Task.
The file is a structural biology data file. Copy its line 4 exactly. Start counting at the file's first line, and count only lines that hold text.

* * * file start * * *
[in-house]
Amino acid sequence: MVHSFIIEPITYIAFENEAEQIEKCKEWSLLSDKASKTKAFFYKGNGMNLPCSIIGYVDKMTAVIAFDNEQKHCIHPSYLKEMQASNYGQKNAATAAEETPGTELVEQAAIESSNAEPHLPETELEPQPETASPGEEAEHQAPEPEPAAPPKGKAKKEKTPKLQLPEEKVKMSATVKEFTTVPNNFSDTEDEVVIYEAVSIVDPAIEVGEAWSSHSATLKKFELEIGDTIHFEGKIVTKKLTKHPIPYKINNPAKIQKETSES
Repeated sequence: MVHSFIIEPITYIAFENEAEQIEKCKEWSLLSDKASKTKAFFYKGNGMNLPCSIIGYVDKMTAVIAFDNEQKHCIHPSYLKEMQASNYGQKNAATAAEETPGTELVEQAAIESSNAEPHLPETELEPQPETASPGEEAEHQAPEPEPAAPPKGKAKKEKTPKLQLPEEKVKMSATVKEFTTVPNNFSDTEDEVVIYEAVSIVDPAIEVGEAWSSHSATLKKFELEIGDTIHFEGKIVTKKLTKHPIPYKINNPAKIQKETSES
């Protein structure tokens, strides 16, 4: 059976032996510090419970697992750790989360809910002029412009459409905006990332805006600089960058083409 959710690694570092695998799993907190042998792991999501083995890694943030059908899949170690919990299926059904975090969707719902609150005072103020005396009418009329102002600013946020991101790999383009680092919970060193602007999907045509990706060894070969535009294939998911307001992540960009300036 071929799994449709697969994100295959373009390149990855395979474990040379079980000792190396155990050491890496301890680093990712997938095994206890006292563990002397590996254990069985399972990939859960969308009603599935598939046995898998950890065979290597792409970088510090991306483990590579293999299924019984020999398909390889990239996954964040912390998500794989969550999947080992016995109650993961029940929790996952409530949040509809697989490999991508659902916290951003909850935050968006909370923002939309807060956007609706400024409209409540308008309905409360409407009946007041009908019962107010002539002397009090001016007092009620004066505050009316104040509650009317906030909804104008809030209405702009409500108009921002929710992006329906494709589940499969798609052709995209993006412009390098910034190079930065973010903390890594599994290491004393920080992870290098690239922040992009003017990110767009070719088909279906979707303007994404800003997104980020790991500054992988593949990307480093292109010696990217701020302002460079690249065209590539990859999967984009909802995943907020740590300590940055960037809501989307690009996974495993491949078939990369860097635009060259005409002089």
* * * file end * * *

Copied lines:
């Protein structure tokens, strides 16, 4: 059976032996510090419970697992750790989360809910002029412009459409905006990332805006600089960058083409 959710690694570092695998799993907190042998792991999501083995890694943030059908899949170690919990299926059904975090969707719902609150005072103020005396009418009329102002600013946020991101790999383009680092919970060193602007999907045509990706060894070969535009294939998911307001992540960009300036 071929799994449709697969994100295959373009390149990855395979474990040379079980000792190396155990050491890496301890680093990712997938095994206890006292563990002397590996254990069985399972990939859960969308009603599935598939046995898998950890065979290597792409970088510090991306483990590579293999299924019984020999398909390889990239996954964040912390998500794989969550999947080992016995109650993961029940929790996952409530949040509809697989490999991508659902916290951003909850935050968006909370923002939309807060956007609706400024409209409540308008309905409360409407009946007041009908019962107010002539002397009090001016007092009620004066505050009316104040509650009317906030909804104008809030209405702009409500108009921002929710992006329906494709589940499969798609052709995209993006412009390098910034190079930065973010903390890594599994290491004393920080992870290098690239922040992009003017990110767009070719088909279906979707303007994404800003997104980020790991500054992988593949990307480093292109010696990217701020302002460079690249065209590539990859999967984009909802995943907020740590300590940055960037809501989307690009996974495993491949078939990369860097635009060259005409002089």